One of the key concepts that make Prisma unique compared to other database abstractions is the Prisma schema – a human-readable declarative representation of your data model. The Prisma schema is your primary touchpoint for database-related workflows like data modeling and the source of truth for a lot of Prisma's magic under the hood – automatically generating database migrations and the fully typed Prisma Client.
Schemas are a powerful concept in software development – they allow you to take a declarative approach and maintain a separation of concerns to a considerable degree by decoupling business logic from the shape of data.
Moreover, schemas have the property of being parsable, which opens the window to automated tooling that equips developers with a tight feedback loop informing you about errors in your schema, automatic formatting, and suggestions to avoid common pitfalls in your database schema design.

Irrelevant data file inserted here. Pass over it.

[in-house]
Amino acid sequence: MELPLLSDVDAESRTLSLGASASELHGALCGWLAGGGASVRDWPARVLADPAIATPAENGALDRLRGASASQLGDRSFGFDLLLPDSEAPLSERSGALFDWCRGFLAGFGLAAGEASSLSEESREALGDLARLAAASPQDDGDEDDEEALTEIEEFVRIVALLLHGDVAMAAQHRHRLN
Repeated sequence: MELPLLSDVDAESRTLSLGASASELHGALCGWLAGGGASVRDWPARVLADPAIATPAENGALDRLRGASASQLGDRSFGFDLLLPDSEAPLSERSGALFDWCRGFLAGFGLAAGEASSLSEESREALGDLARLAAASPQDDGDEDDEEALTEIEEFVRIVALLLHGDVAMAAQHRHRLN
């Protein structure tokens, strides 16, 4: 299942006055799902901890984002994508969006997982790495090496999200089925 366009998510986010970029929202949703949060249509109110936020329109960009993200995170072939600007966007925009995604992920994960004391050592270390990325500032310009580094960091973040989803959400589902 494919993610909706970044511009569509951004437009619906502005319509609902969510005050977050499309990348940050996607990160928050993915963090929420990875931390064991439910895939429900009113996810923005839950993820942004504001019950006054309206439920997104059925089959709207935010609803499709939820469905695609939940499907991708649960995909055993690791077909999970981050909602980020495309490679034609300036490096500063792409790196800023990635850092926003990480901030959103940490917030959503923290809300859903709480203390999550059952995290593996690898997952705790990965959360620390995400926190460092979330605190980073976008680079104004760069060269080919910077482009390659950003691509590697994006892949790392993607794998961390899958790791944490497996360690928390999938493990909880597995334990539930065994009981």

The Prisma schema language tries to strike the right balance between being self-explanatory and expressive. Self-explanatory means that even with no familiarity, you can still comprehend the data model, and expressive –in this context– means that you can effectively design your desired database schema without falling back to raw SQL (with relational databases).
To make it even easier to learn and evolve the Prisma schema, we've built the Prisma Visual Studio Code extension that helps create a tight feedback loop right within your code editor and has already been downloaded by over 170 thousand developers.
In essence, the Prisma VS Code extension removes much of the burden of learning yet another DSL (domain-specific language) with the following functionality:
Visual Studio Code extensions use the Language Server Protocol (LSP) to standardize communication between language-specific tooling and the VS Code. This approach decouples the responsibilities into two parts:
- Language Client: Module in the Prisma VS Code extension (Node.js) that communicates using LSP with the Prisma Language Server.
- Language Server: A language analysis tool running in a separate process.